In his new memoir, In My Time, former Vice President Dick Cheney declares that the CIA’s enhanced interrogation program “provided intelligence that enabled us to prevent attacks and save lives” as well as important intelligence “we relied on to find [Osama] bin Laden.” The evidence backing Cheney’s claims is overwhelming—as is the tenacity of those who continue to deny it. Former CIA director Michael Hayden has compared these CIA “deniers” to “‘birthers’ who, even in the face of clear contrary evidence, take as an article of faith that President Obama was not born in the United States” and “9/11 ‘truthers’ who, despite all evidence to the contrary . . . persist in claiming that 9/11 was a Bush Administration plot.”
If the CIA “deniers” won’t accept the word of the former vice president, and the four CIA directors who have testified that CIA interrogations produced invaluable intelligence, perhaps they will believe WikiLeaks. Earlier this year, WikiLeaks released a trove of documents it dubbed the “Gitmo Files.” I doubt it was WikiLeaks founder Julian Assange’s intent to provide still additional evidence of the effectiveness of CIA interrogations, but that is precisely what his “Gitmo Files” do.
Take, for example, the file WikiLeaks released on the results of the interrogations of Abu Faraj al-Libi—one of the three key CIA detainees who helped the agency identify Osama bin Laden’s courier, who in turn led the CIA to bin Laden. The document describes Abu Faraj as the “communications gateway” to bin Laden who after undergoing CIA interrogation “reported on al-Qai’da’s methods for choosing and employing couriers, as well as preferred communications means.” Based on intelligence obtained from Abu Faraj and other CIA detainees, it states that “in July 2003, [Abu Faraj] received a letter from [bin Laden’s] designated courier” in which “[bin Laden] stated [Abu Faraj] would be the official messenger between [bin Laden] and others in Pakistan.” The file also notes another vital piece of information: To better carry out his new duties “in mid-2003, [Abu Faraj] moved his family to Abbottabad”—the city where bin Laden’s courier lived and where bin Laden eventually met his end. It continues that Abu Faraj “worked between Abbottabad and Peshawar” passing messages for bin Laden. And the file reveals that “in mid-April 2005, [Abu Faraj] began arranging for a store front to be used as a meeting place and drop point for messages he wanted to exchange” with bin Laden’s courier and was captured while waiting to meet him.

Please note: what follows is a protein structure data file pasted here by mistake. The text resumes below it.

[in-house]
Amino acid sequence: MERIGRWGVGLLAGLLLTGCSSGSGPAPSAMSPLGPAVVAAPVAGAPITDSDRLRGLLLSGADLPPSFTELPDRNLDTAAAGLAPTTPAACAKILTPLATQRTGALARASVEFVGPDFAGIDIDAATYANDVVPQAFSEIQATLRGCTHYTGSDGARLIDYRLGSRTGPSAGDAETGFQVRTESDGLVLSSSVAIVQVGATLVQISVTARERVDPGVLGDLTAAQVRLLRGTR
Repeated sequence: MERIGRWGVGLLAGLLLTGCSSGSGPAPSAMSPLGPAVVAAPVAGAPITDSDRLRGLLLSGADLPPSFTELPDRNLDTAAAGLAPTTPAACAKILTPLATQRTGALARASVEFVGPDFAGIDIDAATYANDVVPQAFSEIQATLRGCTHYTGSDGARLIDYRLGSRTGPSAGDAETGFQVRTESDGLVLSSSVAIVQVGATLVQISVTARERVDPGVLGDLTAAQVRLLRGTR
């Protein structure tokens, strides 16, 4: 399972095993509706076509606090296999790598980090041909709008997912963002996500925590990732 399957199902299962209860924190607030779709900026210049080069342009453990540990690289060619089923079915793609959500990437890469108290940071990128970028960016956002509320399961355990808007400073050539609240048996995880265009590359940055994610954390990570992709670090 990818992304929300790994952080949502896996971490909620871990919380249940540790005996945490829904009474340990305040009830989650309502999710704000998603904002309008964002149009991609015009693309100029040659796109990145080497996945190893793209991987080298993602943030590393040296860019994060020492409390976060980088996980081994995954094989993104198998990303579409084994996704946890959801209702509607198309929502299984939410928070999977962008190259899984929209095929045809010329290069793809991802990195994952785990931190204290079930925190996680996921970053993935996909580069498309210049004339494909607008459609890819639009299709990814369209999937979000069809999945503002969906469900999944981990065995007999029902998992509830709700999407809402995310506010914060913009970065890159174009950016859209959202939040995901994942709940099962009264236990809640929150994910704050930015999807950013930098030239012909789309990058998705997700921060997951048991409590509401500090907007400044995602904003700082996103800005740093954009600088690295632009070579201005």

The raid against bin Laden’s compound took place just days after WikiLeaks released this document containing sensitive details of what the CIA knew about bin Laden’s courier. While there is no way to know if the WikiLeaks release caused the administration to speed up the raid, this much is clear: if al-Qaeda leaders had read the WikiLeaks file on Abu Faraj before the bin Laden operation was carried out, the terrorists would have been alerted to the fact that (a) the CIA was on the trail of bin Laden’s courier, and (b) the agency had made the connection between the courier, bin Laden, and Abbottabad. In other words, WikiLeaks may very nearly have blown the operation that killed Osama bin Laden.
In addition to these details about the intelligence the CIA obtained from detainees on bin Laden’s courier networks, the Gitmo Files also describe intelligence CIA detainees provided that led to the disruption of a number of planned post-9/11 terrorist attacks.